The occupants of the small reading room are all middle-age men poring over newspapers in at least three languages. The ceiling fans whir. Pages rustle. Not one man is looking at his phone. Overhead a framed poster features a paraphrase of a line from the novelist Neil Gaiman: “Google can bring you 100,000 answers but a librarian can bring you the right one.” Fighting words.

In the larger reading room the crowd is mixed. An elderly woman looks up from her notebook; a lanky boy is mouthing the words he reads. Every seat is occupied, and I wander between the stacks: Astronomy, Home Economics, Satire in Kannada Literature.

Every so often, there are rumblings, among students gathered on the front steps or in the local press, that the library will close: the predatory gaze of developers is never far. And I’m more conscious than ever of the many things we would lose.

Wherever I’ve lived, I’ve used the library. When I was growing up in Nairobi, Kenya, I would sometimes go to a tiny community library run by a church organization. It was a stronghold of stalwarts; there were hardly ever any new faces. The dust was thick. Branches of a jacaranda tree pressed against the single large window. The place had a vaguely medicinal smell, as though along with tonic for the mind, it administered tinctures and liniments.

One evening a few minutes before closing, the librarian and I were packing up at the same time. He glanced over at one of my books and did a cinematic double take.

“That’s not from this library?” he asked.

“No, it’s mine,” I said, telling the truth but sounding cagey. I was in early adolescence, and everything I said seemed like an admission of guilt.

Mahesh Rao is the author of “The Smoke is Rising” and “One Point Two Billion.”

Follow The New York Times Opinion section on Facebook and Twitter (@NYTOpinion), and sign up for the Opinion Today newsletter.

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The (Nearly) Perfect Training Room

The (Nearly) Perfect Training Room | Librarysoul | Scoop.it
Training Rooms in Libraries

Library space, where librarians teach information literacy, should not look like an old-fashioned classroom or a computerized training room which might be found in a computer centre. In a traditional information technology training room or a computer laboratory.  The furniture and its arrangement convey messages to occupants: don’t move, don’t discuss, don’t feel comfortable! Tables are usually placed in rows. There are rarely windows that allow views of the outside world. The computers and large monitors dominate, there might be some digitized displays – but there is limited space for the learners. The students using the facility will become tired very quickly. The following images of traditional training rooms typify the stereotyped and stultifying atmosphere which develops, even if the colours are bright.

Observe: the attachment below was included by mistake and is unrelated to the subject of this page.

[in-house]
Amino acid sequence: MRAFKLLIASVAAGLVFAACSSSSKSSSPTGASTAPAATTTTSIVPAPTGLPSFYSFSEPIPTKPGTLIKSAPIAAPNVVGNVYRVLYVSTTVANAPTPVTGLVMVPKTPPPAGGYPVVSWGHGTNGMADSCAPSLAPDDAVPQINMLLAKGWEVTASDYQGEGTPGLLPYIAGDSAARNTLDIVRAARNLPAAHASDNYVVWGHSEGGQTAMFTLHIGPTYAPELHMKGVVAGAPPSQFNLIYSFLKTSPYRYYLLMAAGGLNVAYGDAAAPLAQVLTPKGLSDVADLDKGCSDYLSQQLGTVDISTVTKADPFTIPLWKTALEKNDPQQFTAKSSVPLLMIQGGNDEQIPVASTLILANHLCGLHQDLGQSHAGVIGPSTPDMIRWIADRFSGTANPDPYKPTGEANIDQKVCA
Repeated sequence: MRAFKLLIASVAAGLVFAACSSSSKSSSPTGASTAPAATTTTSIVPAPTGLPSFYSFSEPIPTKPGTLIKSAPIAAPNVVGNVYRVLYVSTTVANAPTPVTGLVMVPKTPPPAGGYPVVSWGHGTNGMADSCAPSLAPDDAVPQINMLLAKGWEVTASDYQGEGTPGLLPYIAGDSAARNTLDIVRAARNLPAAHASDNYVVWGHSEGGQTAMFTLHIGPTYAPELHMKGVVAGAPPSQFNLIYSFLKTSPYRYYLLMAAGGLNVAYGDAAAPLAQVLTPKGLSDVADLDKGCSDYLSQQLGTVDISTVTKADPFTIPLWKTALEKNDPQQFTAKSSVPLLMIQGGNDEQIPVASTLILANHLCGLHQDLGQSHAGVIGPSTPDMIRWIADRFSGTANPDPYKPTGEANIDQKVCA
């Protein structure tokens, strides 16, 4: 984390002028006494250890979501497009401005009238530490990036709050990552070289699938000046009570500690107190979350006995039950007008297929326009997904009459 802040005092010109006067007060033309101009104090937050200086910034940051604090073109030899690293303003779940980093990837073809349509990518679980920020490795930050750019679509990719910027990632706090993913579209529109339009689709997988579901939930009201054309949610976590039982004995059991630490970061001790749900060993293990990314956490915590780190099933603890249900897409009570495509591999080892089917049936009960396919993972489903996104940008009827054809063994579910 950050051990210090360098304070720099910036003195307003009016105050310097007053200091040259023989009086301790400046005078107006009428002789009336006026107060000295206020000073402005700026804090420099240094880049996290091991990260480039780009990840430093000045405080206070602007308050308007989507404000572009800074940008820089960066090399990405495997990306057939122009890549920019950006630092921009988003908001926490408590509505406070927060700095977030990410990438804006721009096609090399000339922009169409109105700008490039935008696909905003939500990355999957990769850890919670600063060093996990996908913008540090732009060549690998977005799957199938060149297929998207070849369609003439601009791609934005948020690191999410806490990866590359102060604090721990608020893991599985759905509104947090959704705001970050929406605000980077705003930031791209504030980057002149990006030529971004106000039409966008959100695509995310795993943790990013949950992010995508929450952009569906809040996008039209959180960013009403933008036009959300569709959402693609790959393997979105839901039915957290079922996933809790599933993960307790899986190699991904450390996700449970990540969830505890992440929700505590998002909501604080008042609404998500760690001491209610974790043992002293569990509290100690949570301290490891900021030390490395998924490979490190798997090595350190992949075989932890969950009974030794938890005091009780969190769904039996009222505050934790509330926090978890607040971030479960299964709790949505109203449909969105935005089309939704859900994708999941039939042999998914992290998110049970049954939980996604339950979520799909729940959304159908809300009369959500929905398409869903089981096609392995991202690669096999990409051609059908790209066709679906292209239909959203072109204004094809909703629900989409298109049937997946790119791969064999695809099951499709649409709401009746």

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The 19 most beautiful libraries in the U.S.

The 19 most beautiful libraries in the U.S. | Librarysoul | Scoop.it
In honor of their beauty and to underscore their continued relevance in an increasingly digital world, we’ve rounded up 19 architecturally significant museums throughout the United States.
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Keyes: Go on ‘blind date with a book' at local library

Keyes: Go on ‘blind date with a book' at local library | Librarysoul | Scoop.it
How are you planning to celebrate Valentine’s Day this year? A romantic dinner? Chocolate candies? A poetic Valentine card? Red roses? All of the above? These are great ideas, but maybe your budget doesn’t stretch that far.
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Are librarians the key to a Future Ready school?

Are librarians the key to a Future Ready school? | Librarysoul | Scoop.it
School and district leaders should consider a Future Ready Librarian framework to better enable innovative strategies and practices.